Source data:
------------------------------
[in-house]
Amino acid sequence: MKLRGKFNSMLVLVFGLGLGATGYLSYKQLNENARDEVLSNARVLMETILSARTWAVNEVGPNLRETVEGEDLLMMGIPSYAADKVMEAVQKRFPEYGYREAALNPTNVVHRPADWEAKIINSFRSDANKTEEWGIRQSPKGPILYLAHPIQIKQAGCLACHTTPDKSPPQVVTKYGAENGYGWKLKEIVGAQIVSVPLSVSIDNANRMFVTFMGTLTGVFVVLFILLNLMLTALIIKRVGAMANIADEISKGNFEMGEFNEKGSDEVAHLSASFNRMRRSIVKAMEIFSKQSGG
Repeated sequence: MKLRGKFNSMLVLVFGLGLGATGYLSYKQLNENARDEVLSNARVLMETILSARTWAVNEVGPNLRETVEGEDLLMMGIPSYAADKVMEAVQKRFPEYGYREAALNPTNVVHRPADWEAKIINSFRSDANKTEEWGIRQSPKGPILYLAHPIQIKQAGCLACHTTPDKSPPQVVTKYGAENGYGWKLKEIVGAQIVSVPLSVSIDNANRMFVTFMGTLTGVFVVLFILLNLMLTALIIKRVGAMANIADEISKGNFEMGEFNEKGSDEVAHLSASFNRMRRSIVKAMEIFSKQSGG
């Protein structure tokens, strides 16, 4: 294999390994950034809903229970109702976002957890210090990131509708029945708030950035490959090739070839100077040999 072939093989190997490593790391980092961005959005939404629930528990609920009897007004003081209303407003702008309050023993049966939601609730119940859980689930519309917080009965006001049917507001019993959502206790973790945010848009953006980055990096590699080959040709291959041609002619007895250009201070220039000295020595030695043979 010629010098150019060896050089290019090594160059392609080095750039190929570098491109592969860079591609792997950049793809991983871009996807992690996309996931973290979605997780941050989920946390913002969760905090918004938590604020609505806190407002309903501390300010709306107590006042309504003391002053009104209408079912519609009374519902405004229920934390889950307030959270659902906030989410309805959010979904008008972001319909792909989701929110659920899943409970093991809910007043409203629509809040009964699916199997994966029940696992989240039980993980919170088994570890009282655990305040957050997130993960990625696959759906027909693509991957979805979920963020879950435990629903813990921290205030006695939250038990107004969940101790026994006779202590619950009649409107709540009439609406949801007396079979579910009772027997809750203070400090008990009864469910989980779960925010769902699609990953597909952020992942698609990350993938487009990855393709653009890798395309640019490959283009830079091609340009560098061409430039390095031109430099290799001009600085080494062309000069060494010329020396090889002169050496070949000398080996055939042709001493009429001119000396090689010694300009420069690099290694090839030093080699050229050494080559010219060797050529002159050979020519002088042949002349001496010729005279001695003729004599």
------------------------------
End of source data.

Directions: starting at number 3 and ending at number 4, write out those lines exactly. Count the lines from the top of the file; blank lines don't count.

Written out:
Repeated sequence: MKLRGKFNSMLVLVFGLGLGATGYLSYKQLNENARDEVLSNARVLMETILSARTWAVNEVGPNLRETVEGEDLLMMGIPSYAADKVMEAVQKRFPEYGYREAALNPTNVVHRPADWEAKIINSFRSDANKTEEWGIRQSPKGPILYLAHPIQIKQAGCLACHTTPDKSPPQVVTKYGAENGYGWKLKEIVGAQIVSVPLSVSIDNANRMFVTFMGTLTGVFVVLFILLNLMLTALIIKRVGAMANIADEISKGNFEMGEFNEKGSDEVAHLSASFNRMRRSIVKAMEIFSKQSGG
């Protein structure tokens, strides 16, 4: 294999390994950034809903229970109702976002957890210090990131509708029945708030950035490959090739070839100077040999 072939093989190997490593790391980092961005959005939404629930528990609920009897007004003081209303407003702008309050023993049966939601609730119940859980689930519309917080009965006001049917507001019993959502206790973790945010848009953006980055990096590699080959040709291959041609002619007895250009201070220039000295020595030695043979 010629010098150019060896050089290019090594160059392609080095750039190929570098491109592969860079591609792997950049793809991983871009996807992690996309996931973290979605997780941050989920946390913002969760905090918004938590604020609505806190407002309903501390300010709306107590006042309504003391002053009104209408079912519609009374519902405004229920934390889950307030959270659902906030989410309805959010979904008008972001319909792909989701929110659920899943409970093991809910007043409203629509809040009964699916199997994966029940696992989240039980993980919170088994570890009282655990305040957050997130993960990625696959759906027909693509991957979805979920963020879950435990629903813990921290205030006695939250038990107004969940101790026994006779202590619950009649409107709540009439609406949801007396079979579910009772027997809750203070400090008990009864469910989980779960925010769902699609990953597909952020992942698609990350993938487009990855393709653009890798395309640019490959283009830079091609340009560098061409430039390095031109430099290799001009600085080494062309000069060494010329020396090889002169050496070949000398080996055939042709001493009429001119000396090689010694300009420069690099290694090839030093080699050229050494080559010219060797050529002159050979020519002088042949002349001496010729005279001695003729004599």